Kasumisou Foundation

To assist the poorest of the poor by providing essential living support to families and children impacted by extreme poverty and/or HIV-AIDS in Cambodia.
Sep 7, 2016

Planting the seeds....

Planting
Planting

I can't think of a better title for this project report than " planting the seeds".

Planting is a word rich with many meanings.   I love that our student demonstration of this foundation movement of Cambodian dance, teaches us  the  visual word , "  planting "   . It is a word  in a visually expressed "language" that tells a story that is a common thread  of every  civilization: planting new crops, sustaining life, creating new beginnings.

For our students especially, Champey Academy and the opportunities it offers our students,makes  the theme of "planting" and  new beginnings particularly appropriate. Champey Academy opens up the  world of art, music and dance to students and  is all about new beginnings, a new awakenings as students discover the vast talents that exist within themselves.  Champey plants the seeds of a new beginning for each of our students.

Mark is in Cambodia right now  and spending time at Champey where our  Champey students continue to amaze us with their creativity, their excellence  and their strong work ethic. This time of year, during school vacation,  Champey is  a  very  busy  place  as it also  serves as an " overflow" community center  for local students and children in the community as they come to participate in classes offered twice each day, teaching them about their rich cultural heritage of art, painting , music and dance, many of them, introduced to this world  for the first time.

Link 1 below:

Our  senior and middle students  have been working hard to help us better showcase  their talents and skills . This update will   introduce you to our new slide show which shows several of the  core hand movements that are essential in Cambodia dance to tell traditional stories.  See our video below and learn about the hand movements that are the foundation of Cambodian classical dance.

Link 2 below:

On Sunday, April 3, Champey's dance students performed in a recital at Phnom Penh's  well known  Chaktomuk theater. The program that day included performances by arts groups from around Phnom Penh.  The Champey students performed an original, nature themed piece choreographed by our teacher, Mr. Hang Sela.  Their performance earned them rave reviews and helped to raise Champey Academy's profile in the Phnom Penh arts community.  Click on the link below to view a brief video from their performance.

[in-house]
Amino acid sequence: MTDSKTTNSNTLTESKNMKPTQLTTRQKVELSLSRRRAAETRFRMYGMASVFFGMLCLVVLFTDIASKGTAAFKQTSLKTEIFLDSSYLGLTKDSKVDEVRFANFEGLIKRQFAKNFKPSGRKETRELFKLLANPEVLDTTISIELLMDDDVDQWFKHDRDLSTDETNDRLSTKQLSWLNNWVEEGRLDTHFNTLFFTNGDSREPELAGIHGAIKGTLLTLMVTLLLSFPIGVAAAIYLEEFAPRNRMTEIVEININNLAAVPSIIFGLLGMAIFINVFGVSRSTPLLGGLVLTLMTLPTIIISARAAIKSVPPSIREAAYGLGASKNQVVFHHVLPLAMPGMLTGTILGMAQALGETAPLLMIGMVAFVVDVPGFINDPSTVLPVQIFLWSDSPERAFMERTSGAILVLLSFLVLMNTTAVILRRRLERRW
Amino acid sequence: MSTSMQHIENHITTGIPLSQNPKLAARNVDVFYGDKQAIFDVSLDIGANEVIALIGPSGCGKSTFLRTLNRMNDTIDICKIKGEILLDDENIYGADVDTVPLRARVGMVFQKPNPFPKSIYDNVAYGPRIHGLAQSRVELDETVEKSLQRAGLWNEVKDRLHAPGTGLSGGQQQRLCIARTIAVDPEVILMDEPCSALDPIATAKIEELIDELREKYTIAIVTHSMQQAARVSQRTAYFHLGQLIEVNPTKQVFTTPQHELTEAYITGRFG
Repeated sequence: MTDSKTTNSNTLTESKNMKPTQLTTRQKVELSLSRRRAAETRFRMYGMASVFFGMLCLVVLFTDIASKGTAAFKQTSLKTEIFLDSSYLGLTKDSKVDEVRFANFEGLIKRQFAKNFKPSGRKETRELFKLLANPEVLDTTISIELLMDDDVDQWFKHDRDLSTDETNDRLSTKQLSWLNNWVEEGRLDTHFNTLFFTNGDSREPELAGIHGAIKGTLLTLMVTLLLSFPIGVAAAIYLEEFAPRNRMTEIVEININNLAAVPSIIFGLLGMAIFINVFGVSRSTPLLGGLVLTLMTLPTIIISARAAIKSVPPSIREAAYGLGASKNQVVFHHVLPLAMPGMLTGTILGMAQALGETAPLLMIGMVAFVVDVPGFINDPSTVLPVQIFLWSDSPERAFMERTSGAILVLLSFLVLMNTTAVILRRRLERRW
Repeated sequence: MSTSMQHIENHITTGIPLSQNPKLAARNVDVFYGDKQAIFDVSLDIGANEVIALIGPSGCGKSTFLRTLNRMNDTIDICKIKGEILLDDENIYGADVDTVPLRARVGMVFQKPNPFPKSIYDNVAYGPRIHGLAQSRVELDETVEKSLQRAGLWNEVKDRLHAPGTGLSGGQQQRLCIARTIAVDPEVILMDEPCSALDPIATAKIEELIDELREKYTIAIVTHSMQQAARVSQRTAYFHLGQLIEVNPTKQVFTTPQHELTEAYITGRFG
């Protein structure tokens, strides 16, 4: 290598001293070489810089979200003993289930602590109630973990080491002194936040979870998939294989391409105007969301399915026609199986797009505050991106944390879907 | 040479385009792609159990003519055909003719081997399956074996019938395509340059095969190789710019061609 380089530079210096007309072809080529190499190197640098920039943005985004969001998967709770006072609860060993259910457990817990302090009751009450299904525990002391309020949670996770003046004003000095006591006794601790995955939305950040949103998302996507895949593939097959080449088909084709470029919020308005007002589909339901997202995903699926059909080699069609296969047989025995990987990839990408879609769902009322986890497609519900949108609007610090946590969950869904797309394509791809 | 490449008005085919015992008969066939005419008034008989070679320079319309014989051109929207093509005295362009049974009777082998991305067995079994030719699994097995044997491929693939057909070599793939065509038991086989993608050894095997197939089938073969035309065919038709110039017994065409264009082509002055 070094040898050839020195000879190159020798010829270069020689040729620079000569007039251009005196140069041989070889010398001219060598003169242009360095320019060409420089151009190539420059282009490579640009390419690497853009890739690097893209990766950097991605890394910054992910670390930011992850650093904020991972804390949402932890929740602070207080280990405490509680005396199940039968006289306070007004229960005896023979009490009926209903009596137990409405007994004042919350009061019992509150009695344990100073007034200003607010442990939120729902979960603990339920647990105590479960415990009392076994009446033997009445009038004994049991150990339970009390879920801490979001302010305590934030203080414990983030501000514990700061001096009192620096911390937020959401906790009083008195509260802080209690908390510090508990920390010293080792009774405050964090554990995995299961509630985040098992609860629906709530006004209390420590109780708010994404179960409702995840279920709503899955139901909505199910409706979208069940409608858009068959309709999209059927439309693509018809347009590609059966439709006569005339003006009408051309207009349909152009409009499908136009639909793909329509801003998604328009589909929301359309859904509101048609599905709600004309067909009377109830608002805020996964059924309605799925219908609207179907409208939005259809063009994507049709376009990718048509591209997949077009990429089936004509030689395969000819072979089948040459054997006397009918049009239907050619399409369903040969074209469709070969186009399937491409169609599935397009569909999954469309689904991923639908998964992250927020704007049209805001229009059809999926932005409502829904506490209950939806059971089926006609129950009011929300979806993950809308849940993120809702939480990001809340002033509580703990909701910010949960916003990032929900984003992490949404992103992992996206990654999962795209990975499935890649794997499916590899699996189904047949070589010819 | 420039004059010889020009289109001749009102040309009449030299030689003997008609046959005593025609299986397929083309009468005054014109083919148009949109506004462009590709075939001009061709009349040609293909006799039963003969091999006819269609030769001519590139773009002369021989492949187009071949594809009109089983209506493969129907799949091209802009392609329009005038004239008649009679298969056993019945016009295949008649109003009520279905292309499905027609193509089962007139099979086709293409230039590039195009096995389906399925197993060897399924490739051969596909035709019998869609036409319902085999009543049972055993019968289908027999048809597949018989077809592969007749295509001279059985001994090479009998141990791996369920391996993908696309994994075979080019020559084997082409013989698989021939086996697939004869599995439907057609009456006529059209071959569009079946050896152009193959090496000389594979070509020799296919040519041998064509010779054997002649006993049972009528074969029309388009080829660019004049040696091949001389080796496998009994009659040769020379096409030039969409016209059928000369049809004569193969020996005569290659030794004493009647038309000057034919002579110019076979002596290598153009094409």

Link 3 below:

Our students present Lesson I in Classical Cambodian Dance along with an English narration.

More news:

As the reputation of Champey and its students  grows , our students have recently been performing for groups of hotel tourists who have visited Champey. Our team of student " greeters" have been practicing their English language skills to the degree that they are now able to give a brief introduction and explanation about some of the basics of traditional Cambodian dance which is what has led to the video you  can see in Link 3.

We are so grateful to our  donors who have generously  supported Champey and whose kind donations  make these wonderful programs possible over a period of many years.  Your support has and continues to make a real difference in the lives of our students,  our student apprentice teachers and our adult  teachers.  We hope that you will continue to support our Champey students on this terrific artistic voyage  upon which they  have embarked.

Mark will return to the US on September 13, so please stay tuned for a more updates and new photos.

 

Thank you,

Barbara Rosasco

Champey performs at Chaktomuk Theatre
Champey performs at Chaktomuk Theatre
Lesson 1~ Classical Cambodian Dance
Lesson 1~ Classical Cambodian Dance

Links:

Sep 7, 2016

Helping our moms with " back to school"

 

The name of our project on GlobalGiving is titled "Help Destitute Moms with AIDS care for their kids". Speaking as a mom,myseslf,  there are  few things that are more important than trying to help our kids get the education that will prepare them for a better world. For the moms in our program, this effort is particularly important as education can help their children break the cycle of inherited poverty.

The new school year will soon start in Cambodia. In preparation for each new year students are expected to turn up for the new school year prepared and adequately equipped.

In Cambodia, public school students are required to have a uniform, book bag and certain supplies. This seemingly easy goal for a middle class family is quite different for families similar to ours, whose tight budget would typically be  used almost entirely for food and shelter, with little left over for education.

Because of this, a key part of our program to help the disadvantaged  moms in our program, already impacted by AIDS,   is to be certain that all of the students that are in our AIDS Patient Family Support Program, have the proper gear to begin school and real access to education. Costs  for uniforms and supplies range from $25 to $35 per student, depending upon the grade level.

Typically, this means that a student will have

  • two uniforms, comprised of skirt or trousers and shirts
  • a book bag
  • pencils, notebooks and any other supplies required
  • footwear

In Cambodia, the average education level  achieved is just 6th grade, and we are so proud that the children our program are staying in school long past that.

Beyond the school “ kit” we provide, we also pay the extra weekly “ teacher fees”, a need that reflects the  reality of  underpaid public school teachers. If students can’t pay these fees, they are often ignored, ridiculed or even given failing grades by the teacher, so these fees are essential. Depending upon grade level, fees can be a much as $ 30 per month per student, or $ 300 per year, putting education costs for public education to about $ 325 per student per year.

Early in our efforts to help our students, we saw that some of our kids failed a grade and needed to repeat that grade. Some students, due to stresses in the family and other factors, had failed grades multiple times and were much older than other students just entering that grade. The shame of failure often caused students, even elementary students, to drop out of school. In recognition of this, we will also provide additional tutoring to try to keep children up to grade level and in school and early intervention is vitally important to this effort.